Waste management at the construction site

During the construction phase, management of construction waste will be arranged in accordance with the environmental guidelines in order to minimize the impacts of the waste and its treatment on the environment.

The primary objective is to reduce the amount of waste that is generated. The secondary option is to utilize waste in new applications and in the production of materials or energy. The last option is to appropriately dispose of the waste in a landfill site.

Construction waste management is based on efficient sorting of waste at the site of its generation, as well as on uniform and efficient instruction of the various parties and companies operating at the plant site on appropriate waste management procedures.

Waste generated during construction will be appropriately sorted and recycled, or utilized in energy production as far as possible. The earth-moving, excavation, and dredging masses generated during the construction phase will be utilized, as far as possible, in various on-site filling and levelling operations. The handling, storage, and transportation of hazardous waste will be arranged in accordance with the regulations.

85 % utilization target in construction waste management

During 2016, waste management was small scale because the construction work at the plant site was still at an early stage. A temporary waste collection point was taken into use to emphasize construction waste management. Before that, each contractor has been responsible for their own waste management according to the instructions of sorting the construction waste.

The majority of waste from the construction site consists of normal construction waste in different categories of waste (metal, wood, concrete, rock, energy mixed construction waste, bio waste, paper, cardboard, glass and WEEE).

Our target of 85 % of construction waste fractions to be utilized as material or energy was exceeded.


During 2016, a total of 491 metric tons of waste was generated at the Hanhikivi 1 construction site. The waste formed as a result of the construction of infrastructure and auxiliary buildings is presented in the below table. This amounts to 42 % of all waste generated at the plant site.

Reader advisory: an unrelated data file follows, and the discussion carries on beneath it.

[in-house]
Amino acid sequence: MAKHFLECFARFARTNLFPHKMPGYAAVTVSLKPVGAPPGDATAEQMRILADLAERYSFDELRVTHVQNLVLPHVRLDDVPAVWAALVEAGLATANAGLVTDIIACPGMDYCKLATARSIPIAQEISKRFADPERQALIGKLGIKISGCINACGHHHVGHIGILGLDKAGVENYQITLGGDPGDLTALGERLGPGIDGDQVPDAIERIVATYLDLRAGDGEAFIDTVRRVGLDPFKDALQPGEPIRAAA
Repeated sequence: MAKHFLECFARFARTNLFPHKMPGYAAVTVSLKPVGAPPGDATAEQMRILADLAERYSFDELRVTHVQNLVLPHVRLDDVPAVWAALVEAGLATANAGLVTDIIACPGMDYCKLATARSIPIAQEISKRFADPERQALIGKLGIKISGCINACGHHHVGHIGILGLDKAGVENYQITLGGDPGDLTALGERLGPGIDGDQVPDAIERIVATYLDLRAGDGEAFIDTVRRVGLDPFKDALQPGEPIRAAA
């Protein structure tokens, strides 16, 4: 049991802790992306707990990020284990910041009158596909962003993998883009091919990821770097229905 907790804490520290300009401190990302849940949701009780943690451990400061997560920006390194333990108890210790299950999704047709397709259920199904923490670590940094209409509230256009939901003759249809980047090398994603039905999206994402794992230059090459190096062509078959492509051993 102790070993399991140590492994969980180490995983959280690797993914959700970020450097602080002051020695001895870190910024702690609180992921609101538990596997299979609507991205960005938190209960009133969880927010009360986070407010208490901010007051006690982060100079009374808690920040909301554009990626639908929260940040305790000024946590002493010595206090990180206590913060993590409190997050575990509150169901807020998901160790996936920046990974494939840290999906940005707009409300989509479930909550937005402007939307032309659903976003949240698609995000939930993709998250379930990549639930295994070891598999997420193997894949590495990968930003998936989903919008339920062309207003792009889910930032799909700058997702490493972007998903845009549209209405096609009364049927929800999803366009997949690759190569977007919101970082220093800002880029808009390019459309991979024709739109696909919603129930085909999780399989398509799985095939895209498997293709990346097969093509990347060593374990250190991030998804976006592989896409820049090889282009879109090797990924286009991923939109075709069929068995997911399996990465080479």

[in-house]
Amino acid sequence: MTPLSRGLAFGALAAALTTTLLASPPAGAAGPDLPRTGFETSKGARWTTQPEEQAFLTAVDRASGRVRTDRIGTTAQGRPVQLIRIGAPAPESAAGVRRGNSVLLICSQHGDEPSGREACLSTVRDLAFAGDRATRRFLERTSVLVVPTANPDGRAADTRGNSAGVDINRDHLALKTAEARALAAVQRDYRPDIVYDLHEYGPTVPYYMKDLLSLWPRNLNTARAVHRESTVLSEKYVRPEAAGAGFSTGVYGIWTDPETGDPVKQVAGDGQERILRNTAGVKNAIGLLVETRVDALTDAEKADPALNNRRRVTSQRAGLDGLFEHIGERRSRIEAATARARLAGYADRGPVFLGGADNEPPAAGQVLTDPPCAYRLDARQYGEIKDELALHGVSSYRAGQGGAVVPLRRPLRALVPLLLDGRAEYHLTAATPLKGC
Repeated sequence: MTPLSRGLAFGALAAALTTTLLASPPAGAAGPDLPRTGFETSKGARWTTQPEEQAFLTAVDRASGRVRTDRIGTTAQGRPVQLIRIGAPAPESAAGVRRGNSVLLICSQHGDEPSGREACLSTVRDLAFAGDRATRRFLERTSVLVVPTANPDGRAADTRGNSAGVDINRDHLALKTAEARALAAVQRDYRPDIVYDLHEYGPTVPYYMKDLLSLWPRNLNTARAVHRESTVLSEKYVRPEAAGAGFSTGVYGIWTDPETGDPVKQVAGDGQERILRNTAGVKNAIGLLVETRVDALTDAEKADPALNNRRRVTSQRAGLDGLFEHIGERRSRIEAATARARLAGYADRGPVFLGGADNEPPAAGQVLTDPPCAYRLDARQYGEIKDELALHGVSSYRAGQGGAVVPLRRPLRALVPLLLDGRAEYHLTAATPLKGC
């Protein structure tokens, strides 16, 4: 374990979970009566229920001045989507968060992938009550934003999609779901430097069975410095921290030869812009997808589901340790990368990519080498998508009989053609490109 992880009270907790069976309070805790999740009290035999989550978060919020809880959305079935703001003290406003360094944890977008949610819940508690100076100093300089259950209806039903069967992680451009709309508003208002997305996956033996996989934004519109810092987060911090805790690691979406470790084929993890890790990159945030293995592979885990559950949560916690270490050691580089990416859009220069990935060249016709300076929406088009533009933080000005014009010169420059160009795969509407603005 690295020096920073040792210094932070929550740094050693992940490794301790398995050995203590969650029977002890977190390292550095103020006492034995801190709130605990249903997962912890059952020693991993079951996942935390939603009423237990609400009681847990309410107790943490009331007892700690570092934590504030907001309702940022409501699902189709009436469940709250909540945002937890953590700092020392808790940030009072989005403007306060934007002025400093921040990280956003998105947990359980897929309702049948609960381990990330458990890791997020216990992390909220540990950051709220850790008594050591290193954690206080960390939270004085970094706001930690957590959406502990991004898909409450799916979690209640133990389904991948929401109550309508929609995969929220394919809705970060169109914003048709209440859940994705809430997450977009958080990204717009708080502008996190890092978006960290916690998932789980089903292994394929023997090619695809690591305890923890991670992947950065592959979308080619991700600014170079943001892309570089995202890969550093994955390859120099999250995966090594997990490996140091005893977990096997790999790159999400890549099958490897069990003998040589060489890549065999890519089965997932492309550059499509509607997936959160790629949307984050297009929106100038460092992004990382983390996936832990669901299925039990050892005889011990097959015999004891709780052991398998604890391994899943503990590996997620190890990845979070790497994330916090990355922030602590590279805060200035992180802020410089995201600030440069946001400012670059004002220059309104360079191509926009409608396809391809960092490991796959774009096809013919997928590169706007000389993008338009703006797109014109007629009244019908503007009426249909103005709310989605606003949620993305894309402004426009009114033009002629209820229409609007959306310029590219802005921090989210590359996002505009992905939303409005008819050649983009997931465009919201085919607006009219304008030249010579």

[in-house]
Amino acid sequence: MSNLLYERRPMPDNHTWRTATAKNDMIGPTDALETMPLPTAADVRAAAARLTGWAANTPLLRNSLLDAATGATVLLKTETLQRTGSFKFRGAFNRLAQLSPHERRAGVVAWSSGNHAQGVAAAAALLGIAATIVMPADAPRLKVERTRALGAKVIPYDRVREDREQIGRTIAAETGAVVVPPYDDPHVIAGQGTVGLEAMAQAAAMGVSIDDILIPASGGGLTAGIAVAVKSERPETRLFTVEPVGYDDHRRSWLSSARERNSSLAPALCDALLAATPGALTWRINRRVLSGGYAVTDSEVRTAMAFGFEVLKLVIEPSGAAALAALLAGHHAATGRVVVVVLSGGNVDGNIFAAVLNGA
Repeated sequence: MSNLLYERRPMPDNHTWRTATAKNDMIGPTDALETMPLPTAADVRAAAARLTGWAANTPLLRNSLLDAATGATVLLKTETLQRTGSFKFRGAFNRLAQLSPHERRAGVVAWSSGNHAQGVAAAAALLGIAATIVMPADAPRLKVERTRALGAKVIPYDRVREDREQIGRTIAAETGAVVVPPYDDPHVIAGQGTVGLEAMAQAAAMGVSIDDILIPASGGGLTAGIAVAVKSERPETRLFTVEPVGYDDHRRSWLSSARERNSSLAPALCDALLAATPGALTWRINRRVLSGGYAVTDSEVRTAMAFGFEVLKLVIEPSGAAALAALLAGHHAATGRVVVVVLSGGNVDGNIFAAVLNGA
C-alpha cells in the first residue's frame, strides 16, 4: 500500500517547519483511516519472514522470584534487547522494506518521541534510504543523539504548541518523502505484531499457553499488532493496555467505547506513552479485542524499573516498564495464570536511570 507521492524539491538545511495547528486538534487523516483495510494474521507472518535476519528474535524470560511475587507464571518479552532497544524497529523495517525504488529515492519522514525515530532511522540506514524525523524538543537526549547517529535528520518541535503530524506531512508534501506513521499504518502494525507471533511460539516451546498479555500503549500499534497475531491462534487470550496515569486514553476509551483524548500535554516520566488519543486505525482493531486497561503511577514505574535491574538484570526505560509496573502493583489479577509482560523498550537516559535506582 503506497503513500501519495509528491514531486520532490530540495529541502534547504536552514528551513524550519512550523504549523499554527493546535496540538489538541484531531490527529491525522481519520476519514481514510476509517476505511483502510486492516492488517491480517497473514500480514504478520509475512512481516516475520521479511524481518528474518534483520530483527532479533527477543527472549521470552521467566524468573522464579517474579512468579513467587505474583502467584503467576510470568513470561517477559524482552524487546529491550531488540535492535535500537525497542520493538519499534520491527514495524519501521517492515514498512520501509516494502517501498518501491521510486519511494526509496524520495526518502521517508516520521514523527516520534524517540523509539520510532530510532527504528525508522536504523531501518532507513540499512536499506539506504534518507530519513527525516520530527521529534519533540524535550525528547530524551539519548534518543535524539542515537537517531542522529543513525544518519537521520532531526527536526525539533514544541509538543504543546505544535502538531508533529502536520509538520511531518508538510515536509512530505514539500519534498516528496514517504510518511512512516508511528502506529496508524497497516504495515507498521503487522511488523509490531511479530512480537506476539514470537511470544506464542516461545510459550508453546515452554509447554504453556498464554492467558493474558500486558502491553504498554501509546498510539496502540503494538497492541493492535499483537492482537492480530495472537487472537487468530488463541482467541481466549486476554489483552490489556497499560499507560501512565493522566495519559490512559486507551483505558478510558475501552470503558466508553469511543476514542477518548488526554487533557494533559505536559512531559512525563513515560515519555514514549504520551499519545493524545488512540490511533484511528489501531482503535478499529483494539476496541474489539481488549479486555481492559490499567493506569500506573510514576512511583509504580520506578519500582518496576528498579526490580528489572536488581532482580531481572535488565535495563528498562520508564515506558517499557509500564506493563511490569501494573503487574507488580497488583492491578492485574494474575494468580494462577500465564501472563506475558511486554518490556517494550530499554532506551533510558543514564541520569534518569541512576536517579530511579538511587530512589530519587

In addition, 259 metric tons of waste was generated from the demolition of old buildings and cottages at the Hanhikivi headland. This comprises 53 % of the total amount of waste.


Of demolition waste, 88 % was wood, concrete and energy waste, which was utilized as material or energy.

The remaining 5 % (24 metric tons) of the total amount of waste was hazardous waste, which includes e.g. oily stone material, bilge water, waste oil, batteries, paints and solvents.

Construction waste 2016 Metric tons (t) % of waste
Wood waste 132 64 %
Energy waste 50 24 %
Concrete and brick waste 14 6 %
Landfill construction waste 2 1 %
Other 10 5 %

Construction waste generated at the Hanhikivi 1 site in 2016 broken down by type and percentage. Category “Other” includes e.g. metal waste, paper, cardboard, bio waste and waste electrical and electronic equipment. The fraction of waste, which was generated from demolition of cottages in Hanhikivi headland (259 tons) is not included in the table. In addition, the amount of hazardous waste (24 tons) is not included in the table, since distinction between the fraction of hazardous waste generated from construction work or demolition work is not made.

Drainage water treatment

RAOS Project began excavation works of the reactor pit area in spring 2016, and by the end of the year reached the level of -2.0 meters. A total of 58447 m3 of drainage water from the reactor pit was treated with temporary container settling, after which it was discharged into the sea. Water from the reactor pit caused temporary turbidity of sea water near the discharge point. Water quality was monitored by taking monthly samples and turbidity of sea water was visually monitored.   

Drainage water is visually monitored also at Fennovoima’s excess soil area. Samples of the drainage water are taken every three years, next time in 2018. The first water samples were taken when the excess soil area was taken into use in 2015. Ditch expansions and small rock dams have been constructed, which delay the water flow and allow particles to settle from the drainage water.

During 2016, Fennovoima has built a comprehensive ditch system to the construction site to manage and collect the accumulated storm water. The ditches direct the storm water to the sea. Fennovoima has also built a storm water ditch outside the plant site to Puustellintie to ease the accumulation of melt water during spring time. The ditch has no connection to the sea directly, only during high tide.